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City of Austin

Marc Ott: City of Austin Upholds Domestic Partner Benefits


by: Edward Garris

Tue Apr 30, 2013 at 04:40 PM CDT

The fallout from yesterday's opinion on domestic partner benefits by Texas Attorney General Greg Abbott continues.  Equality Texas this morning issued a press release arguing that the opinion letter had, in fact, given a domestic partners and their public employers a way forward - a roadmap for how to achieve their aims while complying with the laws of the state of Texas.  

This afternoon, Marc Ott, City Manager for the City of Austin, responded with a resounding "whatever."  In an open memorandum, Ott stated:

"While we will continue the evaluate the Attorney General's opinion, it continues to be our belief that the City's domestic partner group benefits program is not prohibited by the Texas Marriage Amendment, and that the Texas Legislature did not intend the Amendment to have that effect when it was placed before the voters in 2005."

"The Attorney General's opinion does not require the City to take any specific, action, and we do not intend to change domestic partner eligibility for our benefits program at this time."

Notably, the City of Austin and its domestic partner eligibility program had been one of the specifically enumerated programs in State Sen. Dan Patrick's request for an opinion to the Attorney General.  The full text of Marc Ott's response can be read here.

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Towards Ending Austin's 'Meetingopoly'


by: Julio Gonzalez Altamirano

Mon Jan 21, 2013 at 11:53 PM CST


This past November Austinites replenished our municipal democratic practices by shifting towards geographic districts and moving elections from May to November.  However, much work remains to be done to ensure that city government is truly open to the community's diverse perspectives. A high priority for reform is the City of Austin's approach to lobbying and public input.  

The city manager, city staffers, and council members are full-timers who work typical day hours (i.e. "9 to 5"). Presently, our policymakers routinely receive public input while the typical employed adult Austinite is working.   One-on-one policy advocacy and lobbying also happens during work hours.

Even when public hearings are scheduled during evenings or weekends, these sessions take place at a specific place during a set time.  If you can't get a babysitter, or you are out of town for work, or have a conflicting civic commitment, or can't afford/find the transportation to the location, then you are out of luck.  While a few superstar citizens persevere, these barriers create a 'meetingopoly' that favors professionals compensated to navigate pet issues through the process.  

In my experiences I've found that council members and civil servants are responsive to new voices; many are deeply sincere in seeking out exhaustive public input.  The problem I am identifying is that it is very hard for people to successfully and consistently engage without it being their job.

Truly democratizing public participation in Austin requires adoption of proven reforms including:

- Increasing the importance of digitally-submitted public input

- Shifting from exclusively paying consultants to chat with NGO leaders and civic junkies towards actually engaging the average Austinite through citizen juries and deliberative polling

- Adopting publicly-financed clean elections

As an initial step, I've requested that the City of Austin adopt the White House's approach to digital petitions.  This move will facilitate collective action, encourage the transition towards digital public input, and create easily-accessible, transparent accounts about where policymakers stand. Please join me in supporting this request here.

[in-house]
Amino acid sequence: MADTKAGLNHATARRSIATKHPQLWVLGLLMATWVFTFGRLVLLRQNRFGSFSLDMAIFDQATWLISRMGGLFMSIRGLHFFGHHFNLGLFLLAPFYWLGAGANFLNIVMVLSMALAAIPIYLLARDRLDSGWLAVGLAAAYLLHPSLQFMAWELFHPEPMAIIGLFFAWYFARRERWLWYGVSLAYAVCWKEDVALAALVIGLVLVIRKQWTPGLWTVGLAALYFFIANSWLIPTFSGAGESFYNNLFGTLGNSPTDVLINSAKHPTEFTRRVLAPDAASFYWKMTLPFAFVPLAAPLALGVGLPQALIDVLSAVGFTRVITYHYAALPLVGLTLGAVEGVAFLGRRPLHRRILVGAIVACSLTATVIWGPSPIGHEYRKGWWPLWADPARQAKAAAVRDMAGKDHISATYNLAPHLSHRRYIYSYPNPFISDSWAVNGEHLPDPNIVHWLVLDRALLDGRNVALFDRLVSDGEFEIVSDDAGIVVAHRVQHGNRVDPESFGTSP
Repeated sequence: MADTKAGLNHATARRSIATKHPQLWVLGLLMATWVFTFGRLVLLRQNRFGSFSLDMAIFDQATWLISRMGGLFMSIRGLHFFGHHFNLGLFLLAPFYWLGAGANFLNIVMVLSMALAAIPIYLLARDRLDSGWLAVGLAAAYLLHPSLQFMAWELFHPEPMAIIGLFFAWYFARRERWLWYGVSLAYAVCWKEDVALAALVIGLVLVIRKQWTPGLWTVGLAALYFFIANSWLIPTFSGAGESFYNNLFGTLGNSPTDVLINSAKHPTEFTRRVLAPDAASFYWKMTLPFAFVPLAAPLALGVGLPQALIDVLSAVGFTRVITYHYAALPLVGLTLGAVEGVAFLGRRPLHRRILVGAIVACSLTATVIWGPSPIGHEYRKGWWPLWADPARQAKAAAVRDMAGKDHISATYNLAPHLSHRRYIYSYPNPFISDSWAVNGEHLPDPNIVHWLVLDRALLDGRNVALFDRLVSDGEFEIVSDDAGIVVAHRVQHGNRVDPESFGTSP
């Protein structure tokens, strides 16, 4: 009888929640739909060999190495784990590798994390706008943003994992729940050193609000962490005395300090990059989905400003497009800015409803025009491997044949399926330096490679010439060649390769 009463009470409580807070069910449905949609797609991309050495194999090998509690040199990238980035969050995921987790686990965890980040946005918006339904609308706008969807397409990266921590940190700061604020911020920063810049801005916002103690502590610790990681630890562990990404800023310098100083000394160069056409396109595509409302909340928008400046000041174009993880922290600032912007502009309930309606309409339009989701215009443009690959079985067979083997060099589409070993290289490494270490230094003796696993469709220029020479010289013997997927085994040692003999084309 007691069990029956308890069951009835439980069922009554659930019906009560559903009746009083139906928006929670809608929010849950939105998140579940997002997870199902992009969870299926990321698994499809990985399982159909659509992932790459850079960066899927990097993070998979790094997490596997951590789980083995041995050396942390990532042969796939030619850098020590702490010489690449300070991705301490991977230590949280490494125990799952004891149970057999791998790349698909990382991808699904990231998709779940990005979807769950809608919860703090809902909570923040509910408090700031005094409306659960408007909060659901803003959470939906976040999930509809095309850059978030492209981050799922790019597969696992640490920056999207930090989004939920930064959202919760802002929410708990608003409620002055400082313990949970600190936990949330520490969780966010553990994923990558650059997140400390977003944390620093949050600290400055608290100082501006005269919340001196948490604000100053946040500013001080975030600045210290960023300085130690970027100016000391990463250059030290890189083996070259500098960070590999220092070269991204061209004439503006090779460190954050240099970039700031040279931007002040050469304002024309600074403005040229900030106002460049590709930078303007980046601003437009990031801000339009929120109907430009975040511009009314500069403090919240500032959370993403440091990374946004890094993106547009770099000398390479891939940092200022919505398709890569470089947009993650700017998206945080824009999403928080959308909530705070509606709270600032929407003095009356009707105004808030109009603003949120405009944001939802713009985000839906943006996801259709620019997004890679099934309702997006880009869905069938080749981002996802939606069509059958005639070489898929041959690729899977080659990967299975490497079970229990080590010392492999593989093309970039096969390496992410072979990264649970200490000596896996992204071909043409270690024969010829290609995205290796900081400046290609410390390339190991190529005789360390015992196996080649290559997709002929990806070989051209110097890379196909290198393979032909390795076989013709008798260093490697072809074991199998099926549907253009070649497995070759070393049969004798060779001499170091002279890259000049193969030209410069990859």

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Vote FOR City of Austin Bonds, Props 12-18


by: Burnt Orange Report

Mon Oct 22, 2012 at 00:30 PM CDT

Vote FOR City of Austin Propositions 12-18, to provide funds for a broad range of community improvements without raising our tax rate.

The combined $385 million in bonds are within our existing bonding capacity, so there will be no property tax increase to fund these projects. This is a great deal for voters, and an important way to invest in the Austin we love.

Projects were vetted and prioritized by a citizen's committee, and rely on our shared community values to address the tremendous infrastructure and human needs of our rapidly growing city. These are important investments in Austin that will not impact our cost of living, and we urge voters to vote FOR all of them.

Proposition 12 supports transportation projects including road improvements, bikeways, and trails.
Proposition 13 funds the purchase of environmentally sensitive land to protect it from development.
Proposition 14 funds badly needed parks and recreation projects in our large and small public parks.
Proposition 15 provides funds to build, repair, and renovate low-income housing.
Proposition 16 funds public safety projects.
Proposition 17 supports health and human services projects, including expanding our women's and children's shelter.
Proposition 18 supports our public libraries and cultural arts facilities.

This is a balanced package that addresses some of the most urgent needs in our community while also supporting our unique quality of life. We urge a vote FOR City of Austin Propositions 12 through 18.


Early Voting: Monday October 22 - Friday November 2 --- Election Day: Tuesday, November 6

Click here for a map of Travis County Early Voting Locations. For all other counties, please contact your County Clerk's office.

Endorsements are made based on a weighted consensus of the staff, which guides the type and tone of endorsement. Members of the Burnt Orange Report staff employed by campaigns abstain from voting on those races.

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Vote YES / FOR City of Austin Propositions 10 and 11


by: Burnt Orange Report

Mon Oct 22, 2012 at 00:00 PM CDT

Propositions 10 and 11 will bring added fairness to City employees who are not already covered by state civil service statutes through the creation of a Civil Service Commission that will oversee employment and compensation practices at the City of Austin.

Essentially, these propositions will create a "just cause" system that will provide worker protections in the hiring, firing, and discipline processes at the City of Austin. Our current "at-will" system basically means that City employees can be fired by management without justification or review. This proposition will create a review process through which employees can dispute the process.